Top U.S. bank regulators and lawmakers are pushing for action to limit the risk that the government again winds up financing the rescue of one or more of the nation’s biggest financial institutions.
Bloomberg reports that officials leading the debate, including Federal Reserve Governor Daniel Tarullo, Dallas Fed President Richard Fisher and Senator Sherrod Brown, share the view that the 2010 Dodd-Frank Act failed to curb the growth of large banks after promising in its preamble to 'end too big to fail'.
Strategies under consideration range from legislation that would cap the size of big banks or make them raise more capital to regulatory actions to discourage mergers or require that financial firms hold specified levels of long-term debt to convert into equity in a failure.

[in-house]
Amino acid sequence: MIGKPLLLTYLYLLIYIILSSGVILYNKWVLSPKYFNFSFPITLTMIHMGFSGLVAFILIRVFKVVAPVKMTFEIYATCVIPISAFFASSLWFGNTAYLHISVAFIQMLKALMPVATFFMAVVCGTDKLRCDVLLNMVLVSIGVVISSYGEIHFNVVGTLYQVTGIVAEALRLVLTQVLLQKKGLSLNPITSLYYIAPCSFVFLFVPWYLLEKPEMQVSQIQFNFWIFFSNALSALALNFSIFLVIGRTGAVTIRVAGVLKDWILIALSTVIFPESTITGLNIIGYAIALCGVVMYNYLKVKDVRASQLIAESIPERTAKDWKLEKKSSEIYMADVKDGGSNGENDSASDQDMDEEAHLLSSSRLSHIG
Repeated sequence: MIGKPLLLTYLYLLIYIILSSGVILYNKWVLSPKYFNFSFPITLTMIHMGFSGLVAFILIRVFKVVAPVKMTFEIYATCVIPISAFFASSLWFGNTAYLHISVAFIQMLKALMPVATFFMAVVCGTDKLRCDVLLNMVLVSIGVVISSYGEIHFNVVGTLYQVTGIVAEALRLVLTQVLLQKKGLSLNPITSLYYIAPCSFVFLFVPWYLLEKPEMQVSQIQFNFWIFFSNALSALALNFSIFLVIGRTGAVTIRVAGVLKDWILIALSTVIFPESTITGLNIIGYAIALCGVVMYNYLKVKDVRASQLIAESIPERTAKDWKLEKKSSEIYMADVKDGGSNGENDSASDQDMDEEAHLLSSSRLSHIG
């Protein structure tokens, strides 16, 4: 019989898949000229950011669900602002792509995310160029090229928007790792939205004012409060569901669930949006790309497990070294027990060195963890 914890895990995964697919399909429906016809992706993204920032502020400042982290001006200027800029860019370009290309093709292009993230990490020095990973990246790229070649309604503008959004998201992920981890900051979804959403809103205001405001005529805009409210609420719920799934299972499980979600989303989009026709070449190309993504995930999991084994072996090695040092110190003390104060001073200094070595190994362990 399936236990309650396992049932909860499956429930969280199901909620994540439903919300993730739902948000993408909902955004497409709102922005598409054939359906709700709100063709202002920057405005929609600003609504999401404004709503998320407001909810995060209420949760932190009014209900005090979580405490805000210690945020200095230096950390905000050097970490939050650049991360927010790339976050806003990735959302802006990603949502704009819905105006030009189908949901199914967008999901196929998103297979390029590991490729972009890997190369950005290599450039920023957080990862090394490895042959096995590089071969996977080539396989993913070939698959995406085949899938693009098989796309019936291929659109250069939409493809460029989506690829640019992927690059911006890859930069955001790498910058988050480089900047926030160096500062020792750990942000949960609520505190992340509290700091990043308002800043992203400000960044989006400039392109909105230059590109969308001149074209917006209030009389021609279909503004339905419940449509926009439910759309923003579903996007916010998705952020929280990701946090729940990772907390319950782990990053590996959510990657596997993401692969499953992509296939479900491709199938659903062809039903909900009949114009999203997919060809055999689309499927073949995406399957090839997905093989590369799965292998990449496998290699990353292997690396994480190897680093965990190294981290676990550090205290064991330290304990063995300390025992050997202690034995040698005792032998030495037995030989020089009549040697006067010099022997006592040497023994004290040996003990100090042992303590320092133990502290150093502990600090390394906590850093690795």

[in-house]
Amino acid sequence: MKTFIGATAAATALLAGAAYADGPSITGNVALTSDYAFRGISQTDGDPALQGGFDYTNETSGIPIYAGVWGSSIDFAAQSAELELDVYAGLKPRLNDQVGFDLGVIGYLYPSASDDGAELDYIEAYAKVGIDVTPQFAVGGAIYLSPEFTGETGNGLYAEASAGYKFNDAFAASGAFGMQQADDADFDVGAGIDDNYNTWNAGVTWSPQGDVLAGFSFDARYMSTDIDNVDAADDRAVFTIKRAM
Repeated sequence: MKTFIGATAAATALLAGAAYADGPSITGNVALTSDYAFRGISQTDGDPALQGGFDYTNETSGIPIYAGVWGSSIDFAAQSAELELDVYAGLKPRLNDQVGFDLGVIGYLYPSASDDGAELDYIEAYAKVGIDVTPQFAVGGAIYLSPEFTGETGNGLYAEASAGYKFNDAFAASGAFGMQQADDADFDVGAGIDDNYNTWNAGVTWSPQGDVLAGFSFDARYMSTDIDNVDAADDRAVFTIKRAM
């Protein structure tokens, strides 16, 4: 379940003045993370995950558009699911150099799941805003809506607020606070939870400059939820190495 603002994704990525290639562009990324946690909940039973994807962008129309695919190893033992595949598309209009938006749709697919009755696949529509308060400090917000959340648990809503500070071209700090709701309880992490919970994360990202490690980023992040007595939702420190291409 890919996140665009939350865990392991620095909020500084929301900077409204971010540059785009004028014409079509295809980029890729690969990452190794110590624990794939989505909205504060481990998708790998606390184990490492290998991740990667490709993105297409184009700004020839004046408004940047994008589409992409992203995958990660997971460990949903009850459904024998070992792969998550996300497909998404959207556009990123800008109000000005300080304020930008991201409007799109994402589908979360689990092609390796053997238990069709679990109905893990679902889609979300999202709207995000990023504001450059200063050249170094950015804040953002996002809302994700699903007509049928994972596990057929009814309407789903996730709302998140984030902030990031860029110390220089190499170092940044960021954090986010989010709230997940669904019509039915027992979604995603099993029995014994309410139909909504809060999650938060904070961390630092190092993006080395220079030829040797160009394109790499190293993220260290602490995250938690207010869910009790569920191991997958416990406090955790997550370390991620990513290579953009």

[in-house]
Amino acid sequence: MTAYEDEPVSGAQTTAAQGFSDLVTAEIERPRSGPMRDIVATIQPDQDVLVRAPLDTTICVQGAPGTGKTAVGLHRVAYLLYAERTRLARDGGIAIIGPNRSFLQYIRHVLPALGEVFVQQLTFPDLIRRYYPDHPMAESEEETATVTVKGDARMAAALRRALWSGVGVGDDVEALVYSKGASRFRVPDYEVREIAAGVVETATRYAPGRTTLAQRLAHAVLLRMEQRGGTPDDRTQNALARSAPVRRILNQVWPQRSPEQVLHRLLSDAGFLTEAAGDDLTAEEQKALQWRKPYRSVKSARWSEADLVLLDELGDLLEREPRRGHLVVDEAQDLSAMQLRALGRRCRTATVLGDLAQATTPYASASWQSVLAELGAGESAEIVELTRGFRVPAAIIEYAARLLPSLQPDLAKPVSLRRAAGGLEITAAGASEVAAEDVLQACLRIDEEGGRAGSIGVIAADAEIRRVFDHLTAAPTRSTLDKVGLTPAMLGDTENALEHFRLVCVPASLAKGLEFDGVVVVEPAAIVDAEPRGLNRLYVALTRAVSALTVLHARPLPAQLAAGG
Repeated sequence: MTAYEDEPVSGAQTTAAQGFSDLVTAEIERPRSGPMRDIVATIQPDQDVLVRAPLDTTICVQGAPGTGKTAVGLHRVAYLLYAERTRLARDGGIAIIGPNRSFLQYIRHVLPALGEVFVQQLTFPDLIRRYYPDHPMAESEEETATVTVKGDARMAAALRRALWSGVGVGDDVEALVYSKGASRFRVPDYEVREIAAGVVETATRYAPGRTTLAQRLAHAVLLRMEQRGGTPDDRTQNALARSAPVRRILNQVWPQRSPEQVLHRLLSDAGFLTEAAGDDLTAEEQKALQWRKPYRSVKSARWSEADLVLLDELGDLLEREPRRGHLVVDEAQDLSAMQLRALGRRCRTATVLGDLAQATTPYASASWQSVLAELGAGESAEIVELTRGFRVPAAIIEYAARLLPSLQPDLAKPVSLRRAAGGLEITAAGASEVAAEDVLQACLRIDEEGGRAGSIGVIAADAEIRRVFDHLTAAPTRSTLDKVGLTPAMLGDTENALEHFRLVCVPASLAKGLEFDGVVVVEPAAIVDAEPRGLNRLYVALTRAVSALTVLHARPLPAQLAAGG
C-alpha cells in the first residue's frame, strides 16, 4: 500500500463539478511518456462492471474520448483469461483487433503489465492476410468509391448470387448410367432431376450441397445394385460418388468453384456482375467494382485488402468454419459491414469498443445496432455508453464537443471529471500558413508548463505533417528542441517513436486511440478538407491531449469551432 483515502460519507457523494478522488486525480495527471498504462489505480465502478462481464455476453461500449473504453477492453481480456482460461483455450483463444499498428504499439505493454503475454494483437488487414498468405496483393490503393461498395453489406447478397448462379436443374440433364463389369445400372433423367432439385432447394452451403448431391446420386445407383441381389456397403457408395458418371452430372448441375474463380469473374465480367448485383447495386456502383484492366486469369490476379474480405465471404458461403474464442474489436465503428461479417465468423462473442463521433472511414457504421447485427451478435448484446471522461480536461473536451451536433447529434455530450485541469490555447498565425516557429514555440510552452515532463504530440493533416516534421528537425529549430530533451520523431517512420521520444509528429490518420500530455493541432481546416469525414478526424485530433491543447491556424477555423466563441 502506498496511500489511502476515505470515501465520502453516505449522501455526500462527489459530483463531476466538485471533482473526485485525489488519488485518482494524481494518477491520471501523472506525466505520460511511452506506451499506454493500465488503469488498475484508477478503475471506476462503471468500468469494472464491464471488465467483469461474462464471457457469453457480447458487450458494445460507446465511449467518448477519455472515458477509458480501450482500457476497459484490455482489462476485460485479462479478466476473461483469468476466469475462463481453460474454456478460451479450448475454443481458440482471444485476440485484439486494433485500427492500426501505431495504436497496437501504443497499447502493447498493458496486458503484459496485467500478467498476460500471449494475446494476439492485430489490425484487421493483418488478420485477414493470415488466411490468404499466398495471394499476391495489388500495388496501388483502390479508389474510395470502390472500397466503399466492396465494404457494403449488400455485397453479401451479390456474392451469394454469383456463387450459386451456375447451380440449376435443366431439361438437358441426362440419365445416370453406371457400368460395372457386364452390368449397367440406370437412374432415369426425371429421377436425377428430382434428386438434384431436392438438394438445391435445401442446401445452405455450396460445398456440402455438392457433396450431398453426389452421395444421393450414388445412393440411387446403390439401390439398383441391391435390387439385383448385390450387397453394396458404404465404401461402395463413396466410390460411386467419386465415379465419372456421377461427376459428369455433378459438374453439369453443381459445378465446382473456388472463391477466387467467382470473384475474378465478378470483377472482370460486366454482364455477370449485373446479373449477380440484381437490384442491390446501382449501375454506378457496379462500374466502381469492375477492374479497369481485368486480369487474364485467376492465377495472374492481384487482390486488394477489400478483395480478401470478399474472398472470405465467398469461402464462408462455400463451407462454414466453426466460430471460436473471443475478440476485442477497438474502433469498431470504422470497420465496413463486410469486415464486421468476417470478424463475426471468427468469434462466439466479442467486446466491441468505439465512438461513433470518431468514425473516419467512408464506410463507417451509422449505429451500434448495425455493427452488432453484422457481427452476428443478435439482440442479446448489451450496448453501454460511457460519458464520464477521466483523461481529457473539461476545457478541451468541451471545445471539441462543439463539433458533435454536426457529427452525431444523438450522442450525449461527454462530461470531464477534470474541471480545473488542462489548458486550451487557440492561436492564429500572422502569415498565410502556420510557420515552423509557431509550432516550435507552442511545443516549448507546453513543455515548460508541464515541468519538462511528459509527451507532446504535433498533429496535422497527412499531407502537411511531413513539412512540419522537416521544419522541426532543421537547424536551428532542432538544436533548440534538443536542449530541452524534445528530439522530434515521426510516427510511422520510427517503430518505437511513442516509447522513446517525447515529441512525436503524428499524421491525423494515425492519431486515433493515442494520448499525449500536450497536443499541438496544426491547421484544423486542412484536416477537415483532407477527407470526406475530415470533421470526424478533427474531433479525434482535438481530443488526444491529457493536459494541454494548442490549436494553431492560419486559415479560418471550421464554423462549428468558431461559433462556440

The push for revisiting the law or writing new rules 'is absolutely driven by a sense that Dodd-Frank did not end too big to fail', said Mark Calabria, director of financial-regulation studies at the Cato Institute in Washington and a former aide to Senator Richard Shelby of Alabama when he was the ranking Republican on the Banking Committee.
Three of the four largest U.S. banks - JPMorgan Chase & Co. (JPM), Bank of America Corp. and Wells Fargo & Co. (WFC) - are bigger today than they were in 2007, heightening the risk of economic damage if one gets into trouble. JPMorgan’s 2012 trading loss of more than $6.2bn from a bet on credit derivatives raised questions anew about whether the largest institutions have grown too complex for oversight.
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